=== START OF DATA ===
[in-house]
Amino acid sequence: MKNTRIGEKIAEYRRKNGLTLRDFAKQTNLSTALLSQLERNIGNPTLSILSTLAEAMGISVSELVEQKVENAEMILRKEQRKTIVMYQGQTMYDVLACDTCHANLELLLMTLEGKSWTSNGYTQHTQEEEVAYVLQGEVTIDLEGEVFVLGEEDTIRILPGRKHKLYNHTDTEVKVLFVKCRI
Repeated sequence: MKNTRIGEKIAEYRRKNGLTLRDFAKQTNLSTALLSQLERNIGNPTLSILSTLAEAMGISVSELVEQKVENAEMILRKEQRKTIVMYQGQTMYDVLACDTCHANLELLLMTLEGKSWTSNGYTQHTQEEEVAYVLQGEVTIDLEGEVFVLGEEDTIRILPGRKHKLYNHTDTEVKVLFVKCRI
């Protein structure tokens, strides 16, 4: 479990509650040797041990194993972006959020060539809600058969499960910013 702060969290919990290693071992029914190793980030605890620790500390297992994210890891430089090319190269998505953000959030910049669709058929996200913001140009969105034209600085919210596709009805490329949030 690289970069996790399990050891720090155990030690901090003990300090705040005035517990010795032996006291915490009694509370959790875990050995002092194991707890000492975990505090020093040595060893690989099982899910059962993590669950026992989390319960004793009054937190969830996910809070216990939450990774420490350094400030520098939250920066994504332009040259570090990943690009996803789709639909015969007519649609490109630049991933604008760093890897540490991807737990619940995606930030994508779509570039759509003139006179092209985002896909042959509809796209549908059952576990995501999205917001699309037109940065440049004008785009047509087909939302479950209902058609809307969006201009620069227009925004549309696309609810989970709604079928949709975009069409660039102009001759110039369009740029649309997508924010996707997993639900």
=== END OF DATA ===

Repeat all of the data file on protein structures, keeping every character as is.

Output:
[in-house]
Amino acid sequence: MKNTRIGEKIAEYRRKNGLTLRDFAKQTNLSTALLSQLERNIGNPTLSILSTLAEAMGISVSELVEQKVENAEMILRKEQRKTIVMYQGQTMYDVLACDTCHANLELLLMTLEGKSWTSNGYTQHTQEEEVAYVLQGEVTIDLEGEVFVLGEEDTIRILPGRKHKLYNHTDTEVKVLFVKCRI
Repeated sequence: MKNTRIGEKIAEYRRKNGLTLRDFAKQTNLSTALLSQLERNIGNPTLSILSTLAEAMGISVSELVEQKVENAEMILRKEQRKTIVMYQGQTMYDVLACDTCHANLELLLMTLEGKSWTSNGYTQHTQEEEVAYVLQGEVTIDLEGEVFVLGEEDTIRILPGRKHKLYNHTDTEVKVLFVKCRI
């Protein structure tokens, strides 16, 4: 479990509650040797041990194993972006959020060539809600058969499960910013 702060969290919990290693071992029914190793980030605890620790500390297992994210890891430089090319190269998505953000959030910049669709058929996200913001140009969105034209600085919210596709009805490329949030 690289970069996790399990050891720090155990030690901090003990300090705040005035517990010795032996006291915490009694509370959790875990050995002092194991707890000492975990505090020093040595060893690989099982899910059962993590669950026992989390319960004793009054937190969830996910809070216990939450990774420490350094400030520098939250920066994504332009040259570090990943690009996803789709639909015969007519649609490109630049991933604008760093890897540490991807737990619940995606930030994508779509570039759509003139006179092209985002896909042959509809796209549908059952576990995501999205917001699309037109940065440049004008785009047509087909939302479950209902058609809307969006201009620069227009925004549309696309609810989970709604079928949709975009069409660039102009001759110039369009740029649309997508924010996707997993639900």